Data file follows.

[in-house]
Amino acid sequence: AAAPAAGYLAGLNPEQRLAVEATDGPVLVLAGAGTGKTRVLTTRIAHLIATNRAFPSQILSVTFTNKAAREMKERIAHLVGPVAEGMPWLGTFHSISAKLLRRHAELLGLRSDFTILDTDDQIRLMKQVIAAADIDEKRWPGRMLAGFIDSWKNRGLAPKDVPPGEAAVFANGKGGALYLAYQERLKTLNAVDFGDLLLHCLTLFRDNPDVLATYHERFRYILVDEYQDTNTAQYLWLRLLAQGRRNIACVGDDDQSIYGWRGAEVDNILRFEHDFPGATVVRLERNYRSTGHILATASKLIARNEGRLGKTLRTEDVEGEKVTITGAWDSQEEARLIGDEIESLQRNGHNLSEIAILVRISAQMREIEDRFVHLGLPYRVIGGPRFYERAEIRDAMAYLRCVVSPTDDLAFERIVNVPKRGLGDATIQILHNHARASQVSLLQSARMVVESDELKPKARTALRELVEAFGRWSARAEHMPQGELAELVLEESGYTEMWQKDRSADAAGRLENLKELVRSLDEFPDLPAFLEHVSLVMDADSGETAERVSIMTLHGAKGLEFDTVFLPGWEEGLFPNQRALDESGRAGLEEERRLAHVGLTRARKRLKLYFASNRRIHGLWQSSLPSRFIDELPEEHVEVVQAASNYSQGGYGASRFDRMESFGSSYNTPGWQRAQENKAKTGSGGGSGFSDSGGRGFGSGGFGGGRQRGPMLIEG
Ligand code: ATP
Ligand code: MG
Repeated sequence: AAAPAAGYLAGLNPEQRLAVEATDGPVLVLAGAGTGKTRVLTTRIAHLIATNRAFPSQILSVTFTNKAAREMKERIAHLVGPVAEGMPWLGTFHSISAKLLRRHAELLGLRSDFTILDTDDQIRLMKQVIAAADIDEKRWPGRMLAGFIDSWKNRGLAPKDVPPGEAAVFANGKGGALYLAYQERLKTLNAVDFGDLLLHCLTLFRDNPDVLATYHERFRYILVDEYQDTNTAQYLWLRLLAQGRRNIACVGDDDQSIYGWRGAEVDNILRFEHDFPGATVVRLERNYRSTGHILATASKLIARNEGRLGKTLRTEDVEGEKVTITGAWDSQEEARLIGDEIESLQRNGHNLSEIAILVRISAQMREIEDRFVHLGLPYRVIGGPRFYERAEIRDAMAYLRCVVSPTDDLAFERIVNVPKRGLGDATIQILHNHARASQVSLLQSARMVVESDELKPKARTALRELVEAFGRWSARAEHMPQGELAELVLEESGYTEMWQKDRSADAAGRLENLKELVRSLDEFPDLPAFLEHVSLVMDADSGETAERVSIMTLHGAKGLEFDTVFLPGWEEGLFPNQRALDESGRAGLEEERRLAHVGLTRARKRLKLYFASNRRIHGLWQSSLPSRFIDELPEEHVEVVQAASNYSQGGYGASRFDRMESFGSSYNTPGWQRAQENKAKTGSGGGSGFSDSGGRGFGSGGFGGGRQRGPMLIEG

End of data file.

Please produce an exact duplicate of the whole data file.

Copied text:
[in-house]
Amino acid sequence: AAAPAAGYLAGLNPEQRLAVEATDGPVLVLAGAGTGKTRVLTTRIAHLIATNRAFPSQILSVTFTNKAAREMKERIAHLVGPVAEGMPWLGTFHSISAKLLRRHAELLGLRSDFTILDTDDQIRLMKQVIAAADIDEKRWPGRMLAGFIDSWKNRGLAPKDVPPGEAAVFANGKGGALYLAYQERLKTLNAVDFGDLLLHCLTLFRDNPDVLATYHERFRYILVDEYQDTNTAQYLWLRLLAQGRRNIACVGDDDQSIYGWRGAEVDNILRFEHDFPGATVVRLERNYRSTGHILATASKLIARNEGRLGKTLRTEDVEGEKVTITGAWDSQEEARLIGDEIESLQRNGHNLSEIAILVRISAQMREIEDRFVHLGLPYRVIGGPRFYERAEIRDAMAYLRCVVSPTDDLAFERIVNVPKRGLGDATIQILHNHARASQVSLLQSARMVVESDELKPKARTALRELVEAFGRWSARAEHMPQGELAELVLEESGYTEMWQKDRSADAAGRLENLKELVRSLDEFPDLPAFLEHVSLVMDADSGETAERVSIMTLHGAKGLEFDTVFLPGWEEGLFPNQRALDESGRAGLEEERRLAHVGLTRARKRLKLYFASNRRIHGLWQSSLPSRFIDELPEEHVEVVQAASNYSQGGYGASRFDRMESFGSSYNTPGWQRAQENKAKTGSGGGSGFSDSGGRGFGSGGFGGGRQRGPMLIEG
Ligand code: ATP
Ligand code: MG
Repeated sequence: AAAPAAGYLAGLNPEQRLAVEATDGPVLVLAGAGTGKTRVLTTRIAHLIATNRAFPSQILSVTFTNKAAREMKERIAHLVGPVAEGMPWLGTFHSISAKLLRRHAELLGLRSDFTILDTDDQIRLMKQVIAAADIDEKRWPGRMLAGFIDSWKNRGLAPKDVPPGEAAVFANGKGGALYLAYQERLKTLNAVDFGDLLLHCLTLFRDNPDVLATYHERFRYILVDEYQDTNTAQYLWLRLLAQGRRNIACVGDDDQSIYGWRGAEVDNILRFEHDFPGATVVRLERNYRSTGHILATASKLIARNEGRLGKTLRTEDVEGEKVTITGAWDSQEEARLIGDEIESLQRNGHNLSEIAILVRISAQMREIEDRFVHLGLPYRVIGGPRFYERAEIRDAMAYLRCVVSPTDDLAFERIVNVPKRGLGDATIQILHNHARASQVSLLQSARMVVESDELKPKARTALRELVEAFGRWSARAEHMPQGELAELVLEESGYTEMWQKDRSADAAGRLENLKELVRSLDEFPDLPAFLEHVSLVMDADSGETAERVSIMTLHGAKGLEFDTVFLPGWEEGLFPNQRALDESGRAGLEEERRLAHVGLTRARKRLKLYFASNRRIHGLWQSSLPSRFIDELPEEHVEVVQAASNYSQGGYGASRFDRMESFGSSYNTPGWQRAQENKAKTGSGGGSGFSDSGGRGFGSGGFGGGRQRGPMLIEG